Thanks for the help.
Also for non-vtec applications, I would just ignore the Highspeed ignition and fuel tables as well correct?
First of all, what you see in your fuel map are units fuel, reason why you have that higher numbers,
when you add or take 10% of fuel you are doing that, so if you measure in labda or AFR and you need to add 10% to match your target, you left click on your mouse/track pad, select adjust and type 10 under percentage and you will add 10% so you will match your desire AFR.
Your low/high cam is for Vtec engines only D series Sohc Engines have low cam only map, although you will see low and high, when you actually datalog you will notice that all trace cells will stay in the same low table, on vtec engines as you past your vtec engane point it will switch to the high cam map,
Regarding your question about target Table, Yes you have only 3 parameters, although these we don't use, and never pay any mind, you should know which AFR or Lambda numbers you are tuning to, so when tuning you make corrections to get to your AFR target, then is you dice to interpolate it will do based on your selected load cells, not based on AFR target table, same applies when ecu is interpolating.
Now what you see in PClink under fuel map is your actual VE therefore you will never see higher numbers than say 110 for example, as is based in 0-100 percent Volumetric efficiency, where Hondata uses fuel units
When you want to tune for fuel, taking your example, you have 1.0 lambda and your target is .85 you need to remove 15% of fuel, and that is exactly what you do, do not pay attention to the number if that confuses you, the tuning principle is the same, just add or take whatever the percentage you need to achieve your desire AFR target. no matter what number you ended up with again those are fuel units, you add or take as much as you need to get to your AFR target if you end up with a number such as 2000 per say, that means you need 2000 fuel units to get to your AFR this is based on your injector size,
For none Vtec engine, the trace cells will always stay on the low cam table. so there is no need to ignore high cam as you will never use it, as you have no vtec to utilize the high cam table.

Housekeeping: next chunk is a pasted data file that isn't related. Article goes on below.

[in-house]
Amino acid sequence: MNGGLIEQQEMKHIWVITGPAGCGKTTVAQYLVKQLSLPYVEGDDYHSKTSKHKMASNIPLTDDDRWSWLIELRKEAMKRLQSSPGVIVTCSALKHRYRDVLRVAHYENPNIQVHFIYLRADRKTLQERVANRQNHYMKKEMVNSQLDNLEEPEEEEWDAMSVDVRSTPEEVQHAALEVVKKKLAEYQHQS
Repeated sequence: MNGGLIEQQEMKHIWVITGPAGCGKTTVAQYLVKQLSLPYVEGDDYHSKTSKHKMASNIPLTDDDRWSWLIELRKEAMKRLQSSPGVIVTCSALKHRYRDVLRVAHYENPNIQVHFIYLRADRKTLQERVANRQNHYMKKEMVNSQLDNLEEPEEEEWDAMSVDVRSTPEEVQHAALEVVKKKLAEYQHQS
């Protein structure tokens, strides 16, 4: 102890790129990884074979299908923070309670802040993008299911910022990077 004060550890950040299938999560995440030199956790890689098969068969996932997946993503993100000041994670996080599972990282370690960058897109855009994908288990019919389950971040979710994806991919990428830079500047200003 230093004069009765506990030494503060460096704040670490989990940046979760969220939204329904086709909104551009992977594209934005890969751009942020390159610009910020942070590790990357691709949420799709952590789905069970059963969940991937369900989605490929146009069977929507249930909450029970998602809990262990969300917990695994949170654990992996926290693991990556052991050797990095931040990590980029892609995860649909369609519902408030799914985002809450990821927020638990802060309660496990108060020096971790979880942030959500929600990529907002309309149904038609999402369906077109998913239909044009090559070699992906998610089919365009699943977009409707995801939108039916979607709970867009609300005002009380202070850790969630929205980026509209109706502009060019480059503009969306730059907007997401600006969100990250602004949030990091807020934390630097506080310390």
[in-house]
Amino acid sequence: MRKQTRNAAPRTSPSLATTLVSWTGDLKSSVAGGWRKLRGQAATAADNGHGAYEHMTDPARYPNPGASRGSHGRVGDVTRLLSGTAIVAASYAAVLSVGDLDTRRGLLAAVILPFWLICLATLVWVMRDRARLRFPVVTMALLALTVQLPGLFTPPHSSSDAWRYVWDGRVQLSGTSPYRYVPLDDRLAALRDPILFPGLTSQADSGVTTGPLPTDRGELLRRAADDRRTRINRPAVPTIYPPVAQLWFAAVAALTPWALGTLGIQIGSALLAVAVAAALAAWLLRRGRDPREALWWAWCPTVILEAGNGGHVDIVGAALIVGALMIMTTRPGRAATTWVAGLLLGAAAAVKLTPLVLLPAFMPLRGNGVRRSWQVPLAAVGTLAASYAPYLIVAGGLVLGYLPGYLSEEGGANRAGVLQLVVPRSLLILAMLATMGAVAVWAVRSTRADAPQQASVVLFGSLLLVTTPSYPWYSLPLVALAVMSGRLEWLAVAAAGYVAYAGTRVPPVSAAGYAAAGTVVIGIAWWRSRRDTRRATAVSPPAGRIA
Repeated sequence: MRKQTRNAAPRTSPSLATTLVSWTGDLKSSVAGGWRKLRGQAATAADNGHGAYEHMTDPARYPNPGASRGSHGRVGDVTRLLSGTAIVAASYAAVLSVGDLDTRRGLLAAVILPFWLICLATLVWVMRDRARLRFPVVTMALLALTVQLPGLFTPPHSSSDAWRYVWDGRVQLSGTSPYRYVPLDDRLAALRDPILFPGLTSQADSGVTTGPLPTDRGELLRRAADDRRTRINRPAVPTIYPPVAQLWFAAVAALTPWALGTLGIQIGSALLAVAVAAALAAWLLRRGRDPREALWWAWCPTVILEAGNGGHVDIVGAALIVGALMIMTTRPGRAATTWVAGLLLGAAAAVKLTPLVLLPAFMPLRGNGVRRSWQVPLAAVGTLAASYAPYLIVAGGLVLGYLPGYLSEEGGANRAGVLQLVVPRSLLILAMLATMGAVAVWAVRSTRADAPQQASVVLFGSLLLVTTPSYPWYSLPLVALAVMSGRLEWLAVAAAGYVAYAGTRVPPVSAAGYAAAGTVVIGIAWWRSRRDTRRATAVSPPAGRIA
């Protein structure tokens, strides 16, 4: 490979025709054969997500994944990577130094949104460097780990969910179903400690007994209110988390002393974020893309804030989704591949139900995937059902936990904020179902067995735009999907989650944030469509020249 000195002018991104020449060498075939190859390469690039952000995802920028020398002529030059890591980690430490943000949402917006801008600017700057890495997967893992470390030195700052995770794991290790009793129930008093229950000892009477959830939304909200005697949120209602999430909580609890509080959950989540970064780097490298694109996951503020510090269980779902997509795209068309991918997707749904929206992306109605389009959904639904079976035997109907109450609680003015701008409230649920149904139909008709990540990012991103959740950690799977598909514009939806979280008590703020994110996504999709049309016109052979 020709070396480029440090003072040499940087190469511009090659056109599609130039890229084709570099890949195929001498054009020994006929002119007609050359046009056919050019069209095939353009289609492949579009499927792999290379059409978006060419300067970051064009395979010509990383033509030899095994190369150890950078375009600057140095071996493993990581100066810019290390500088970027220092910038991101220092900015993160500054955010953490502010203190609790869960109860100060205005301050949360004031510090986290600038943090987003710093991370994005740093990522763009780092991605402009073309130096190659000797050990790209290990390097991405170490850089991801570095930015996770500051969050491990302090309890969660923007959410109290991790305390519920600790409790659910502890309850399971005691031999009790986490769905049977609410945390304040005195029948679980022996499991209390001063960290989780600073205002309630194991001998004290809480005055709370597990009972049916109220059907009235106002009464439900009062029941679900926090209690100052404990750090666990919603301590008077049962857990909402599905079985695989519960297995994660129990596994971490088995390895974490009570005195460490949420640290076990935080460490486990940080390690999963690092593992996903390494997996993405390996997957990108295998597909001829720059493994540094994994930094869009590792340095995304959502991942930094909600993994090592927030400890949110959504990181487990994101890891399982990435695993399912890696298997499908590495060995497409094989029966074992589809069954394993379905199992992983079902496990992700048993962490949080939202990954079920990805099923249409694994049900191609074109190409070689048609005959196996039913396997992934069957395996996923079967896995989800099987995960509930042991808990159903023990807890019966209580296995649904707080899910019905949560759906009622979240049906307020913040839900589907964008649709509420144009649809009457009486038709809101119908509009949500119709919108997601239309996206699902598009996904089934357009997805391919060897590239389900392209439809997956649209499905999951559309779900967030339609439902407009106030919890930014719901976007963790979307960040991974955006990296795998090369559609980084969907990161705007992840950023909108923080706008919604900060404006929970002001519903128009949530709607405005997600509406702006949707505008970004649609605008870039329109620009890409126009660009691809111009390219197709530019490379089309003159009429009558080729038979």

I would suggest to navigate through parameters tab or the help file on Hondata and you will pretty much get your answers there, if not, then feel free to ask any questions.
Hope that helps
Hey Javcolin, thank you for that! I appreciate it very much!
Man I’ve really been put in my place now. I thought that by doing the courses I could understand how to tune. However I’m aware now that we’re being taught all the easy things first and there’s still so much more to learn that isn’t taught in the lessons.
Im just wondering when I’ll actually be ready to tune my first car.
Anyways thank you so much for the help. I was making adjustments the same way I would the VE table. Thank god I wasn’t tuning a real hondata s300 because I wouldn’t have been adding enough fuel!
Actually all the courses theory is applicable to all platforms, although there are some worked out examples for different ECU's that may help you better the theory still the same, same thing applies to Hondata, you would be adding or taking x fuel % just the fuel numbers will be different.
So don't be afraid to start tuning, but you did good, when in doubt better look for answers so you are clear on what you are doing before hand
Right well I mean there’s differences. You’re saying for the hondata table you type 5 for 5%. Where on the VE table I’m used to putting 1.05 for 5%. Or is this still applicable?
Have you checked out the recent worked example we added on the Hondata KPro? There are obviously some big differences given the K20's continuously variable cam control, but the basis of the s300 and KPro are very similar. Don't worry, while the smanager software looks different to a Link G4+, the majority of what you've learned so far will be 100% applicable :)
Sweet, thank you Andre! My boss just gets me nervous because if there’s an issue such as a boost leak, vacuum leak, I may not notice it since I’m still new to everything.
thank you again. I will most definitely be checking out the kpro lesson